U.S. Army Soldiers gathered at the Hohenfels Training Area for a chance to earn Expert Infantryman (EIB) or the Expert Soldier Badges (ESB). The five-day event, held Nov. 16-20, gives soldiers the opportunity to demonstrate proficiency in a variety of soldier tasks and skills, and challenges both the physical and mental strength of the participants.
Established in 1943 during World War II, the EIB was developed to recognize exemplary infantrymen, and became an ongoing program for soldiers to participate in. In 2019, the U.S. Army extended this opportunity to non-infantry soldiers by developing the ESB, which follows the same events held for the EIB.
Master Sgt. Tim Brogan, the Operations Sergeant Major For the 1st Battalion, 4th Infantry Regiment at JMRC, said that the chance for soldiers of all occupational fields to demonstrate their abilities is one that will help them grow as soldiers, and help set them apart in their career paths.
“Being able to call yourself an expert shows that you were able to overcome the challenges and you were able to master those basic skills,” said Brogan. “It will definitely separate you from your peers and help you in your career, especially when it comes to promotion.”
Brogan said that practicing and maintaining proficiency the soldier skills all U.S. Army soldiers learn in basic training is key to achieving success in the ESB course. Preparing physically for the event, which includes a physical fitness test and a 12-mile ruck march, is also important for success.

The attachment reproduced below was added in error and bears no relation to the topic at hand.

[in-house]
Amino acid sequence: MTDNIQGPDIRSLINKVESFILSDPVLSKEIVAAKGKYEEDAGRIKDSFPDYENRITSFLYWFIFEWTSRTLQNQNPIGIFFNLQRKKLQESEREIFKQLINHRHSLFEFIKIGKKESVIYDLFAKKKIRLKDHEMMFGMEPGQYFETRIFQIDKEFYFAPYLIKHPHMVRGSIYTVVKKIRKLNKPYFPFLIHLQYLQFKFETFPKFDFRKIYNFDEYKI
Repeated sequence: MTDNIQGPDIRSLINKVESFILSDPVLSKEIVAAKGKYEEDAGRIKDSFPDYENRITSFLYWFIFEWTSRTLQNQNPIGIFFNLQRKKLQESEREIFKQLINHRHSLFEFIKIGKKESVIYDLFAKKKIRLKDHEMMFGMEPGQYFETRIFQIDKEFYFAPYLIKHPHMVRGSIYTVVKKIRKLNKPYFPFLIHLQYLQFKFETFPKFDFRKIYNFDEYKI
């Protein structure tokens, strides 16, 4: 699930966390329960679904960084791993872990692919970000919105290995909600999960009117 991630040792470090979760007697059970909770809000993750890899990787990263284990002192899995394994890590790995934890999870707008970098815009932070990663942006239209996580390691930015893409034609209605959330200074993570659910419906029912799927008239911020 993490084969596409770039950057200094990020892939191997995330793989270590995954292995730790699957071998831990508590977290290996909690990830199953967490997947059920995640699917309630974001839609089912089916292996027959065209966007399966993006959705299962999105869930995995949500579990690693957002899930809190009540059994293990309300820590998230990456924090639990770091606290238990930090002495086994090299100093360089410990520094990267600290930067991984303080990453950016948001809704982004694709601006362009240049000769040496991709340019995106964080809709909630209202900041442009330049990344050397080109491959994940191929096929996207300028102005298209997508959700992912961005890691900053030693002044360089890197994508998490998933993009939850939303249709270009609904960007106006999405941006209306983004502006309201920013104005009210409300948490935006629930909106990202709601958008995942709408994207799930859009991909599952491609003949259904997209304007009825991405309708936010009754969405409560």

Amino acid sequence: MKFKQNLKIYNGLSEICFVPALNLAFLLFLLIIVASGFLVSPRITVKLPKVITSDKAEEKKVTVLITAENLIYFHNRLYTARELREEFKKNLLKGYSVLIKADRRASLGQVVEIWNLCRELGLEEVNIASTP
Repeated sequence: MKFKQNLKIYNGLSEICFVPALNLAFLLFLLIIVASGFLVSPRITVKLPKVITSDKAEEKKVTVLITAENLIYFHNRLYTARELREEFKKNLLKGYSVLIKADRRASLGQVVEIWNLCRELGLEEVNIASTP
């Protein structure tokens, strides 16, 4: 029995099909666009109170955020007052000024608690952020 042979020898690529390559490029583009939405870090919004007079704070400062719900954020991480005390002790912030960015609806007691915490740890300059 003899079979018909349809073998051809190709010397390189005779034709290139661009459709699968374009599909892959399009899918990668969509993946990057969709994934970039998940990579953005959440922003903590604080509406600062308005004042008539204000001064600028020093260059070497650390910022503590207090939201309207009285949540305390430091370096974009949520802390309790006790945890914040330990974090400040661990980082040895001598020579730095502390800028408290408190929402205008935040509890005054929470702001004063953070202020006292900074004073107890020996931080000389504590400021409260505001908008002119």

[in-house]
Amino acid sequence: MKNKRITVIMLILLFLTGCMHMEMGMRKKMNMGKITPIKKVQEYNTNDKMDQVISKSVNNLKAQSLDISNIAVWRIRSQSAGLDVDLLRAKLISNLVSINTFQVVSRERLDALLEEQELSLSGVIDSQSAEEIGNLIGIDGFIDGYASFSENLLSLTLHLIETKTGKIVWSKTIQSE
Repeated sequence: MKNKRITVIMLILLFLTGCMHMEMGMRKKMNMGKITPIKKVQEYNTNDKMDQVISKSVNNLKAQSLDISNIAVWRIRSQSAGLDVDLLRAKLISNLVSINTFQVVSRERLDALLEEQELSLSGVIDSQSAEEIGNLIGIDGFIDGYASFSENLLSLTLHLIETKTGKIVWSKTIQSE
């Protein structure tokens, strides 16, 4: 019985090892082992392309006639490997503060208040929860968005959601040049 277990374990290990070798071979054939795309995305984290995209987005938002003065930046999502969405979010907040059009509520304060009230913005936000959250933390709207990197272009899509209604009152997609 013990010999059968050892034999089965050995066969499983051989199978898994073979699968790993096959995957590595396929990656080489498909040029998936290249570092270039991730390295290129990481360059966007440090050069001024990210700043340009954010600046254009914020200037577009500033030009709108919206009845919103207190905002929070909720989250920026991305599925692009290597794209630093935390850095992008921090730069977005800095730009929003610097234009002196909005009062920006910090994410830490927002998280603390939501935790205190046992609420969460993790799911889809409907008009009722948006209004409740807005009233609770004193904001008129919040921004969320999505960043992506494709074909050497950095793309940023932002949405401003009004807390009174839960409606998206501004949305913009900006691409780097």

Brogan also emphasized the responsibility of soldiers to continue maintaining those skills after they have completed their ESB.
“Everyone who earns this badge, wears it proudly, and that is great,” Brogan said. “But you can’t wear it, you have to bear it, so after you earn it you have to maintain proficiency. Everything here is a perishable skill, so if you do not do it enough and go out of your way to maintain proficiency in these tasks, you will lose them.”
For 1st Lt. Andrew Carrosino, an Armor Officer with the 7ATC, said that participating the ESB event gives him with a venue to train alongside his soldiers as they worked with each other to learn the variety of weapons systems and processes required to earn the ESB.
“It's really a great opportunity to train as a soldier and be a student,” Carrossino said. “As a lieutenant, I am often planning and preparing training, but I do not always get to execute the training with my soldiers, so it is a great opportunity to do that.”
While the scope and variety of tasks may seem daunting, Carrosino encouraged soldiers from all occupational backgrounds to challenge themselves by participating in an ESB event.
“At the end of the day it makes you a well-rounded soldier, and everyone in the Army is a soldier first,” Carrosino said. “If you are ready and you want to do it, get out here and give it your best shot because even if you don’t take away anything else, you will learn something.”
This article was originally published here: https://go.usa.gov/x7dRa